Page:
“O give thanks unto the Lord, for He is good, for His mercy endures forever!” (Psalm 136:1)
In an article titled “A Moveable Fast,” the scholar Elyssa East summarized the history of our American Thanksgiving, and the intentions and practices of the early New England colonists toward this national feast. Initially, she writes, Thanksgiving was built around the Christian rhythm of fasting and feasting. Bearing that in mind, she also offered her own commentary on how this national celebration has changed over the years: “In the nearly 400 years since the first Thanksgiving, the holiday has come to mirror our transformation into a nation of gross overconsumption, but the New England colonists never intended for Thanksgiving to be a day of gluttony. They dished up restraint along with gratitude as a shared main course. What mattered most was not the feast itself, but the gathering together in thanks and praise for life’s most humble gifts. Perhaps this holiday season we could benefit from restoring a proper Thanksgiving balance between forbearance and indulgence.”
This sounds like a fair commentary on how the Thanksgiving Day holiday weekend is now approached and practiced by contemporary Americans. What adds further to this confusion is not simply the matter of anticipating a good feast on Thanksgiving Day and enjoying the guilty pleasure of overeating together with family and friends, but the fact that “overconsumption” and “indulgence” are hardly limited to one day’s big meal. Those terms are now more appropriately directed toward “Black Friday” and “Cyber Monday”—two days of an almost obscene consumerism. There seems to be a perceptible shift away from the food feast toward the frenzy of shopping and spending with a zeal that would possibly be admirable if it was only directed toward something not so openly and unabashedly self-indulgent. The only restraint is in the size of one’s pocketbook; but if that empties out, there is always the credit card! We may soon reach the point when our neighbor will no longer greet us with the conventional “have a happy Thanksgiving.” Rather, it may become “have a successful Black Friday!” Clearly, a sense of balance and proportion has disappeared from the lives of many Americans, as consumerism displaces a sense of thanksgiving.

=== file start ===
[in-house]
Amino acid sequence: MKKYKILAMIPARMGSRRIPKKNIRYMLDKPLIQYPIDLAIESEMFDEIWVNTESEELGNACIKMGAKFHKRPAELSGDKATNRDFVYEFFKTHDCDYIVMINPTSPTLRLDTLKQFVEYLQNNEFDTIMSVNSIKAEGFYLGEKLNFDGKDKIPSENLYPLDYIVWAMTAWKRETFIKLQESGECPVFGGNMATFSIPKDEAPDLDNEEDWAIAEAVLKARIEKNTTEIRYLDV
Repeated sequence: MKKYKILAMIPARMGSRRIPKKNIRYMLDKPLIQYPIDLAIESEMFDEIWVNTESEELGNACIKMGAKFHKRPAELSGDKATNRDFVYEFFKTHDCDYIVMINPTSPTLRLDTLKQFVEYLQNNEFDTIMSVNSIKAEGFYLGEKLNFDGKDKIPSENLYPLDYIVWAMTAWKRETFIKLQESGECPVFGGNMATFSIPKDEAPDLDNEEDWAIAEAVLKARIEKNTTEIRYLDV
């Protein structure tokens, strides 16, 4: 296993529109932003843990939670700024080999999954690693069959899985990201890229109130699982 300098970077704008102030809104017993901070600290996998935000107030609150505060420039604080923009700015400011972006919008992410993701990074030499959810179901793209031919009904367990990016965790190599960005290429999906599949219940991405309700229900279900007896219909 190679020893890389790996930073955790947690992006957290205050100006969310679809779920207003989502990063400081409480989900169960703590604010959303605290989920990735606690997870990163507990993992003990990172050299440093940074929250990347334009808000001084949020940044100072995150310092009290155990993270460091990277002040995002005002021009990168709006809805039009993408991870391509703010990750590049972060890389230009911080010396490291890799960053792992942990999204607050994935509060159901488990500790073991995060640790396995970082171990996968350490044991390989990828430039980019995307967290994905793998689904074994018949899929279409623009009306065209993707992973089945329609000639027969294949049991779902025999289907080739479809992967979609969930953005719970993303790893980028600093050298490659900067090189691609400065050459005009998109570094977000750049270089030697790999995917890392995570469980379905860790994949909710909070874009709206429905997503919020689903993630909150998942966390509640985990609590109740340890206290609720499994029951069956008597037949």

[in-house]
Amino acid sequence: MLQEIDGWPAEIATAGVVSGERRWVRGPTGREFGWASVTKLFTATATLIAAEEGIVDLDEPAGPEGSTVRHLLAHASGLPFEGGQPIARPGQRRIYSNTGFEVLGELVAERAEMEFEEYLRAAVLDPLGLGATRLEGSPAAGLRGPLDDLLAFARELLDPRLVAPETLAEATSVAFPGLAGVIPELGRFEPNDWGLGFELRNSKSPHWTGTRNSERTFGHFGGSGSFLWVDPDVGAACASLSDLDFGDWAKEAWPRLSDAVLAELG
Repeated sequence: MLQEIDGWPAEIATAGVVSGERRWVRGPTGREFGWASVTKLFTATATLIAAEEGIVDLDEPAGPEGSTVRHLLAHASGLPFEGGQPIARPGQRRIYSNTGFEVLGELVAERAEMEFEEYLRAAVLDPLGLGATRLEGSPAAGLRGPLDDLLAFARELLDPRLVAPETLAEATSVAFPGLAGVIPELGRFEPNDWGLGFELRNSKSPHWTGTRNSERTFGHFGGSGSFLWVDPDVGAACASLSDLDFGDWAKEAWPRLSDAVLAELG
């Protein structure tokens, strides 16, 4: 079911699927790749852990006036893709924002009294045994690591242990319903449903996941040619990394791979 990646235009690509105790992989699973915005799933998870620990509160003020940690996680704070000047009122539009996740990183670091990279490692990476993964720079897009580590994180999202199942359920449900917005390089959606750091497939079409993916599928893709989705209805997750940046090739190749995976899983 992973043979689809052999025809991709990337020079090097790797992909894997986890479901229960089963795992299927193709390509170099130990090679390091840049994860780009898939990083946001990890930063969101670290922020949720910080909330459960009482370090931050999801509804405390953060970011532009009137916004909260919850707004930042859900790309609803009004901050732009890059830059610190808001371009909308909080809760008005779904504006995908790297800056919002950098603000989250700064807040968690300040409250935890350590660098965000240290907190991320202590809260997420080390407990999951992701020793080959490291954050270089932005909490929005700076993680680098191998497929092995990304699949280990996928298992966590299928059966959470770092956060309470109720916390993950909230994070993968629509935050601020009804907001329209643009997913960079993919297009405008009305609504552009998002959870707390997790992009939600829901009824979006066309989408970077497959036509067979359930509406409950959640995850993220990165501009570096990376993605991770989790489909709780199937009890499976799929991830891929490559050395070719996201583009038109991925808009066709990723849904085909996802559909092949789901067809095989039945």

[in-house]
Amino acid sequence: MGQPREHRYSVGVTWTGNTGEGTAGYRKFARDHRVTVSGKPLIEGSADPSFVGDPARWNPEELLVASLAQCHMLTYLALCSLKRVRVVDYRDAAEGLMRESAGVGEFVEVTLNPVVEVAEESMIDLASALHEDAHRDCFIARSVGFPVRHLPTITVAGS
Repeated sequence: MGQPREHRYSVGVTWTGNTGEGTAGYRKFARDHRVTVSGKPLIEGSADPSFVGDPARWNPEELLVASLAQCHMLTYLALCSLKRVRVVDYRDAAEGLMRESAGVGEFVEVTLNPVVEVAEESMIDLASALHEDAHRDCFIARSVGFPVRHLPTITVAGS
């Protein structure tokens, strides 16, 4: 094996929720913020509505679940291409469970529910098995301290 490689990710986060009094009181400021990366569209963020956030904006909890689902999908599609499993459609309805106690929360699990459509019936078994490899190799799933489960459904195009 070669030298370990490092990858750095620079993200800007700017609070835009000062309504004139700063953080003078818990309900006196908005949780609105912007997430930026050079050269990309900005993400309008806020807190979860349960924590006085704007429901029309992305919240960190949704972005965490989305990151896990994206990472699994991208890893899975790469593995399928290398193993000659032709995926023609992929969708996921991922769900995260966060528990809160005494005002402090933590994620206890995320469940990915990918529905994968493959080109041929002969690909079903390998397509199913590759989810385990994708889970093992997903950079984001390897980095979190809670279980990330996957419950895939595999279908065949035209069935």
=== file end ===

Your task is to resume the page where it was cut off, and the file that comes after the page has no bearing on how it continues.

Over the next four days, what will predominate in your lives as Orthodox Christians? Will you somehow manage to “shop until you drop” at the stores for Black Friday? How does such a choice hold up to your theoretical priorities—that “in theory” we place God above all? Are we better described as Eucharistic beings or as consumers? When presented with a choice, will it be for the Church and what the Church represents; or will it be “the world” and what the world represents?
I realize that it is easy to be critical of our consumer-driven society. And perhaps priests and pastors “over-indulge” in just such a predictable routine. My intention, at least, is not to moralize or chastise. After all, I am also a consumer! Rather, I am more-or-less thinking out loud, and sharing the questions raised by such thinking. Once the holiday weekend is behind us, can we “pick up where we left off?” That further question only makes sense if indeed we had begun to observe the Nativity Fast in anticipation and preparation for the Feast on December 25, and then postponed that effort for the weekend that we are now hoping to enjoy. When we return to the normal routines of our daily lives, do we have the strength and commitment to embrace “the Orthodox Way” of life that understands only too well the pitfalls and temptations of overconsumption and indulgence?
The “battle of the calendars” is perhaps never so fierce as during these last few weeks before Christmas. We can do the “jingle-bell rock,” or we can curb our passions. When we were baptized – no matter how many years ago—we prayed that God would strengthen us as “invincible warriors of Christ our God;” and that we would “keep the Orthodox Faith.” And that vocation is tested on a daily basis - especially when the temptation toward “indulgence” is so strong. I hope that everyone can find a balance between enjoying Thanksgiving Day and the family traditions that surround it; while at the same time keeping sight of the very reason that allows us to be eucharistic beings in the first place. And that reason is Christ.